The economy of the future in the workshop «The outcome economy»

25/05/16
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On Wednesday 11 May, classroom B 502 of the Barcelona Campus was the venue for the workshop "The Outcome Economy: the new wave of disruption" organised by Professors Carlos Cosials and Jasmina Berbegal.

The workshop was aimed at the faculty's Master's students. The event began with a session led by Carlos Cosials on the concept of "outcome economy".

Cosials explained that companies are being subjected to major changes through being obliged to adopt digital technologies. This situation is even more prevalent in the manufacturing sector where dependence on machines and automation is greater and their effect presents more challenges. This concept is what is referred to as Industry 4.0. As a result of this effect, most industrial and/or service companies are introducing digital transformation processes that imply, in most cases, adopting a new service or business model.

Using practical examples, the professor illustrated this new method of operating and providing service which is governed by new economic parameters. This is what is being referred to as "the outcome economy". He explained that "there will be a shift from commercial transactions and asset swaps to generating revenue through a contributive or results-sharing model, according to which payments will switch to being effected through services rendered."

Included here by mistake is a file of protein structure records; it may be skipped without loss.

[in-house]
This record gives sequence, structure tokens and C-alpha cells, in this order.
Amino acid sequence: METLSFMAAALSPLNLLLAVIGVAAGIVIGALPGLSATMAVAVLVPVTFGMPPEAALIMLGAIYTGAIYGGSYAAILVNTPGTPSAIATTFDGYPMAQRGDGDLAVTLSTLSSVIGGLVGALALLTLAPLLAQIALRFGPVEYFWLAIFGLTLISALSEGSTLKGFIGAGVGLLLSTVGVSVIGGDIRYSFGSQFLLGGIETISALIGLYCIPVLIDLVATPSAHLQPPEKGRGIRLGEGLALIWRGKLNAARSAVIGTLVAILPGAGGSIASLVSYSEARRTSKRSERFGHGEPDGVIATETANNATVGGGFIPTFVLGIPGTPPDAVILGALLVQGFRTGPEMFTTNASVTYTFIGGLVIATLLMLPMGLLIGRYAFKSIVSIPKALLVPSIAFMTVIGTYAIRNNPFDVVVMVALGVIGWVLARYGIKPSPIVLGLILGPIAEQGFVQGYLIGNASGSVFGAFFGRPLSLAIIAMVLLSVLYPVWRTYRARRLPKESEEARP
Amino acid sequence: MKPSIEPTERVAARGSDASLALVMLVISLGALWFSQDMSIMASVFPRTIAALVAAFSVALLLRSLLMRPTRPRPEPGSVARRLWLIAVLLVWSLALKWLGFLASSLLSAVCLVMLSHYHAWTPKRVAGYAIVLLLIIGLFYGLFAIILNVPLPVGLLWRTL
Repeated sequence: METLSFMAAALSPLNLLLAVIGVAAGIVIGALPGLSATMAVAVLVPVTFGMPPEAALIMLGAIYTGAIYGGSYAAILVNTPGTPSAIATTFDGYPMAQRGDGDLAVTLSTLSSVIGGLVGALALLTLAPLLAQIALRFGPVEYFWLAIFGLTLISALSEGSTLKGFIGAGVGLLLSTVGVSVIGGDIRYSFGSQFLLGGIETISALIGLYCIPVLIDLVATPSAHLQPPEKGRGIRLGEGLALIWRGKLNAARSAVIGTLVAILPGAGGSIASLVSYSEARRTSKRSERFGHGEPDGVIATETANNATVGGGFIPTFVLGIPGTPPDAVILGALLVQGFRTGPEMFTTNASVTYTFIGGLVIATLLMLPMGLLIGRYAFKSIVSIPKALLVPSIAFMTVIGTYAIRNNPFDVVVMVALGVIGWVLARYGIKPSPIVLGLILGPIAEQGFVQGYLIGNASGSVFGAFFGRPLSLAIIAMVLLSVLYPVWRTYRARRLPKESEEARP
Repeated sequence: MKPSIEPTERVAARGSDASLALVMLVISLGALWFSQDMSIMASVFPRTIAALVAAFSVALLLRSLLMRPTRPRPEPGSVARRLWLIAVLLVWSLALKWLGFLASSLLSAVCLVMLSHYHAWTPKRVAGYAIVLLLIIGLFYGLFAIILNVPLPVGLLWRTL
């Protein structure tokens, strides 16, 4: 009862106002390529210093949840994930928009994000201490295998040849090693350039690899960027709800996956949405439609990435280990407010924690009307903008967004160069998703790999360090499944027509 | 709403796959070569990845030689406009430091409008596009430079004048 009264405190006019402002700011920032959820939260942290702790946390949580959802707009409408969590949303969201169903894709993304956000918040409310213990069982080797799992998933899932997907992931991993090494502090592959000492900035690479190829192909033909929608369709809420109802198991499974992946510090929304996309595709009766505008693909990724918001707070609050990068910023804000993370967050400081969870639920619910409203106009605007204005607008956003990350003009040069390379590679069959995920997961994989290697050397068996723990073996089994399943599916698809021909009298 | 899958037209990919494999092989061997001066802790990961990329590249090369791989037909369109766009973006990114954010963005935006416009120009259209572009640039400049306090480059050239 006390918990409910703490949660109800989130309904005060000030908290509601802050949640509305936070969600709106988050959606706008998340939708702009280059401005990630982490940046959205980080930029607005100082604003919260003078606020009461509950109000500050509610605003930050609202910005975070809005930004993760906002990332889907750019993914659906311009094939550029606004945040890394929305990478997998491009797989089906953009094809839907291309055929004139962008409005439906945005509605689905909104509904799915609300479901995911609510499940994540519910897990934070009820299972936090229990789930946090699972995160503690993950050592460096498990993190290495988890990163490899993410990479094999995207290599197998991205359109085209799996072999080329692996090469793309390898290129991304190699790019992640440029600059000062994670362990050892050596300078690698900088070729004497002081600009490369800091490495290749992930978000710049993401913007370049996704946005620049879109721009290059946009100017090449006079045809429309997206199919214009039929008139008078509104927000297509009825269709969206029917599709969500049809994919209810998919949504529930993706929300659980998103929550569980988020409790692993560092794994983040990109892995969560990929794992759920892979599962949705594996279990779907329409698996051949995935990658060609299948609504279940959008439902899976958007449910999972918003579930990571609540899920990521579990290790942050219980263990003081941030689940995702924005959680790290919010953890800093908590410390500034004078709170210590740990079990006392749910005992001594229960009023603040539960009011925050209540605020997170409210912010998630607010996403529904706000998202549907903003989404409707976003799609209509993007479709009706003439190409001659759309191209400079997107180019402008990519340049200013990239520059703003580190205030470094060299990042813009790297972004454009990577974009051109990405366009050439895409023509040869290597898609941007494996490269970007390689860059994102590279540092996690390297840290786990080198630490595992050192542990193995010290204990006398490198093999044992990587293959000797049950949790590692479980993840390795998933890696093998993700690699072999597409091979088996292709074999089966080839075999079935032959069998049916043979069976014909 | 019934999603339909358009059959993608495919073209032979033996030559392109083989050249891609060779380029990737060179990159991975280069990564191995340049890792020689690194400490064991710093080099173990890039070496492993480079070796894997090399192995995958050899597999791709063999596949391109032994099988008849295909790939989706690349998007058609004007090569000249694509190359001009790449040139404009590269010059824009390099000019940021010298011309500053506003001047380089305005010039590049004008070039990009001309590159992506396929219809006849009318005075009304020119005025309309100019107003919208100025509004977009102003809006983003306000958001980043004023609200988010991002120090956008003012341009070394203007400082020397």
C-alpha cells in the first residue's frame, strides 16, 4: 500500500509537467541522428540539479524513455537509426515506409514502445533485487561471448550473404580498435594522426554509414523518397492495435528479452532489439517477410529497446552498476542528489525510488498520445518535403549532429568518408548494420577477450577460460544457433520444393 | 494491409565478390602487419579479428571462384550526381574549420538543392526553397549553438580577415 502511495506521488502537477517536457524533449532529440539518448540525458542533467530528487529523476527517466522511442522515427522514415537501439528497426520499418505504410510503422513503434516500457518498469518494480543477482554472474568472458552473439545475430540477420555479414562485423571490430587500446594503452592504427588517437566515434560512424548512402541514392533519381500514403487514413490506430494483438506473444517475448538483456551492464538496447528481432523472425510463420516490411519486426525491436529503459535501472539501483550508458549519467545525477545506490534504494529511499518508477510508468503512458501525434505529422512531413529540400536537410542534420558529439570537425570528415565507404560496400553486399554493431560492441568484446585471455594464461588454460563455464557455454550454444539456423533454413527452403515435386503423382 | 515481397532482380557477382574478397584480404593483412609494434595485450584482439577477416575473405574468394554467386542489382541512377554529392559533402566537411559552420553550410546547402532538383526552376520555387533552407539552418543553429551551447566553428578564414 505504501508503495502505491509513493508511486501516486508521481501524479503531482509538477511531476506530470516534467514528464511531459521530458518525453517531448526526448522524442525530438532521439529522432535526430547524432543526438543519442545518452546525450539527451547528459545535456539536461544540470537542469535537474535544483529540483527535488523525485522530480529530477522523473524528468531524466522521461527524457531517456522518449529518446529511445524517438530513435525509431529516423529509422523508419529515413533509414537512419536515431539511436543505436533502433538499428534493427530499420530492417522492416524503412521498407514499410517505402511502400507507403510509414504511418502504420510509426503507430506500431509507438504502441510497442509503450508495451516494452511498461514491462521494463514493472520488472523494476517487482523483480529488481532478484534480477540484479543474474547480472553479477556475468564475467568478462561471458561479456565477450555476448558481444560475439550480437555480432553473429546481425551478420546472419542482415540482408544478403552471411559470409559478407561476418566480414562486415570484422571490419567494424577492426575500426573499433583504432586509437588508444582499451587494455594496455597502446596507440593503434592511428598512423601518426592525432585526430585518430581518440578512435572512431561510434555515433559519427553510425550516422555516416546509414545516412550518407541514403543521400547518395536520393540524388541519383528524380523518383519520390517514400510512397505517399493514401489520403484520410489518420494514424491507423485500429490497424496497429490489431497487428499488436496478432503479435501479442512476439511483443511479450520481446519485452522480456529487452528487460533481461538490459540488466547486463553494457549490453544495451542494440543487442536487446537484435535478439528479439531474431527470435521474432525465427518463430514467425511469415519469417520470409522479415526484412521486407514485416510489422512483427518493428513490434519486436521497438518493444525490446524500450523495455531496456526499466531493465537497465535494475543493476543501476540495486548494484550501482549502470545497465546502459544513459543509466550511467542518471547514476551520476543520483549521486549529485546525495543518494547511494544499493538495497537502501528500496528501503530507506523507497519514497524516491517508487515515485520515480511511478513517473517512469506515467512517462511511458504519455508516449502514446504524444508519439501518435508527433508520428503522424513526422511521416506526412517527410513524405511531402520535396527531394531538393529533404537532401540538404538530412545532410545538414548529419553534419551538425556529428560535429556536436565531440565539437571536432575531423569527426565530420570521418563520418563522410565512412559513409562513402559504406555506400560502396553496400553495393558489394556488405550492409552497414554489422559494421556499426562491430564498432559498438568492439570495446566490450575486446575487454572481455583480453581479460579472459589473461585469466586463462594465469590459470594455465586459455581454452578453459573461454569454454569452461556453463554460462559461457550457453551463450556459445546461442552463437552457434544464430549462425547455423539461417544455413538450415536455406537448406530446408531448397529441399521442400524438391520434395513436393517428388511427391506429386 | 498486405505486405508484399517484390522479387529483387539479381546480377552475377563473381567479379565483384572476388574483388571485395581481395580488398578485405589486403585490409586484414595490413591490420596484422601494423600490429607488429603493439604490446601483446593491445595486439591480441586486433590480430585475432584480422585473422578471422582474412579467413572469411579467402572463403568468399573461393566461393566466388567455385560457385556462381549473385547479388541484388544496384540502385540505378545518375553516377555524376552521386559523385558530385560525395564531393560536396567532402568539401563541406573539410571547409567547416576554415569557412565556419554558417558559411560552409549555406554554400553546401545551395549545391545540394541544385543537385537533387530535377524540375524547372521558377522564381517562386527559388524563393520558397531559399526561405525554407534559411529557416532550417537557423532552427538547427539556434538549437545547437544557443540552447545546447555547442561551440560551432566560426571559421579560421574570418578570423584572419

This new reality presents a challenge for companies. This is the reason why, in the second part of the workshop, Fernando Rodríguez, representing the Hospital Clínico; Daniel Cardelús of Suez Water (Aguas de Barcelona); Benet Boix and Jaime Coll of Logismarket (Mecalux) all shared their concerns with Business Administration and Management students, who were then given time to present proposals based on Industry 4.0 technologies.

In the words of the organisers, the workshop was "a really fantastic opportunity to put students in touch with the real world of business. On the one hand, the companies were able to appreciate that the minds of students, uncontaminated with the real world, are quicker and more open-minded in coming up with proposals and, on the other hand, students were able to appreciate that business reality is full of restrictions that can hamper most innovations".